With Zendikar Rising introducing a new type of booster pack, the “Set Booster,” Gavin Verhey used today’s episode of Good Morning Magic to break down what can be found in them.
While Verhey can’t open up a Zendikar Rising set booster quite yet, he made some mock-ups of what could be included using Ikoria: Lair of Behemoths cards. First off, a set booster is a 12-card pack meant to be cracked, not drafted, and they don’t have to be color or rarity-balanced. The pack is split into sections described below.
The start of each set booster is the welcome section. This section includes an art piece like Modern Horizons had and about 5% of the time the art piece will be signed by the artist. Next in the section is a basic land, which in Zendikar Rising will be a full-art land that about 15% of the time will be foil. Rounding out the welcome section is six connected commons or uncommons. Using Ikoria themes, this section could include cycling cards, mutate cards, or keyword counters cards.
The next section is called the fireworks section. First up in this section is the head turner slot, which includes a visually interesting card. An Ikoria example would be a comic showcase art variant of something like Parcelbeast or Huntmaster Liger. The next two cards are wildcard slots which could be anything from a common to mythic rare.
The next section is the big finish section. This section has a rare or mythic rare followed by a foil that could be anything from common to mythic rare.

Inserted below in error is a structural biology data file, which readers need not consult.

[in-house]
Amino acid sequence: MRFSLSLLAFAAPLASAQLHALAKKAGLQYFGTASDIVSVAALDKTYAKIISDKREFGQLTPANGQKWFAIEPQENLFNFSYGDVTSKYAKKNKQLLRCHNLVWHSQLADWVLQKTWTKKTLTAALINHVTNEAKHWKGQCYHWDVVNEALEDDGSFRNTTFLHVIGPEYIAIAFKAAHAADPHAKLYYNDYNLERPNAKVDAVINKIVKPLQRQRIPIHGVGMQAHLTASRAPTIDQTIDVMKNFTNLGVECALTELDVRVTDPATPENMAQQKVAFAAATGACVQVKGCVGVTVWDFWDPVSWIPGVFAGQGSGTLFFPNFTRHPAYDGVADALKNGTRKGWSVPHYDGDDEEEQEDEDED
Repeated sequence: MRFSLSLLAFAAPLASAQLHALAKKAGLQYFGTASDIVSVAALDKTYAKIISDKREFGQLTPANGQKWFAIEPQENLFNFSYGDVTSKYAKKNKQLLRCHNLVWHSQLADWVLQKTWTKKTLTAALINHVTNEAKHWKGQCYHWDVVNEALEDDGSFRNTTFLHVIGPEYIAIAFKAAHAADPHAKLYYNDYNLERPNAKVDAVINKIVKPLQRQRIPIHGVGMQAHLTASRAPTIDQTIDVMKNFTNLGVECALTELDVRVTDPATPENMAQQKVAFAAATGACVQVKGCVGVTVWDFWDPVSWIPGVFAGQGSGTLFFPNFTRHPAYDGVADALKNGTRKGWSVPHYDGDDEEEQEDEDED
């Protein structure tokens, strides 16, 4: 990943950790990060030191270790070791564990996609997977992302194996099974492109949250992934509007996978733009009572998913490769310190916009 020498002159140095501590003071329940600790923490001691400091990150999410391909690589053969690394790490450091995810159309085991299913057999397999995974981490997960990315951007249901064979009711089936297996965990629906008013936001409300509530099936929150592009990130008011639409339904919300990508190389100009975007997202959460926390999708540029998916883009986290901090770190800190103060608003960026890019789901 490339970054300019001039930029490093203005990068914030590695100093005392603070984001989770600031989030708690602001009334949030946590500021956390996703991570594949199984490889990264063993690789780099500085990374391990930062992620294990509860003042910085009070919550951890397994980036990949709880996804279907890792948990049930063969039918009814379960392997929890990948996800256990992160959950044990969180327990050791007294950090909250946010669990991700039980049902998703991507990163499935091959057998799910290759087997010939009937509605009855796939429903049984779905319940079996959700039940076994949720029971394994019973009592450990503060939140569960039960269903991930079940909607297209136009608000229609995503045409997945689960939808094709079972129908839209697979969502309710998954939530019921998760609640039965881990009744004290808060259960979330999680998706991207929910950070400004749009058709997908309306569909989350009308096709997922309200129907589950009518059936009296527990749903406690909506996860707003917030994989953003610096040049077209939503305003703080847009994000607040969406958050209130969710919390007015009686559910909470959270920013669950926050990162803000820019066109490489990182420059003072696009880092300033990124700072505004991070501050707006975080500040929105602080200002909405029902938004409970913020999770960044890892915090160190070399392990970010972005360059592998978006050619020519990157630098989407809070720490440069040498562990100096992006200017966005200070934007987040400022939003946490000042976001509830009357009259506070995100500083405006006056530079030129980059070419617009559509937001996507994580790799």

The final section of the set booster is the epilogue. This will be a token or ad card 75% of the time. But the twist of the pack happens 25% of the time when you get a random card from “the list.” The list appears to be a sampling of 300 cards and uses the Mystery Booster technology to include one card in every four packs. The list includes exact reprints of old cards with the planeswalker symbol in the bottom left corner of the card. Verhey’s examples of cards from the list included Muscle Sliver and Pact of Negation. Verhey teased much more exciting stuff on the list that we have to wait to see.
Verhey capped the article by using an example version of what he called the “nuts” set booster pack. It resembled a normal set booster in order of contents but included a foil basic land, two rare or mythics from the wildcard section (they can even be showcase frames), a mythic showcase from the rare or mythic slot, a foil mythic rare in the foil slot, and a rare card from the list to cap it off.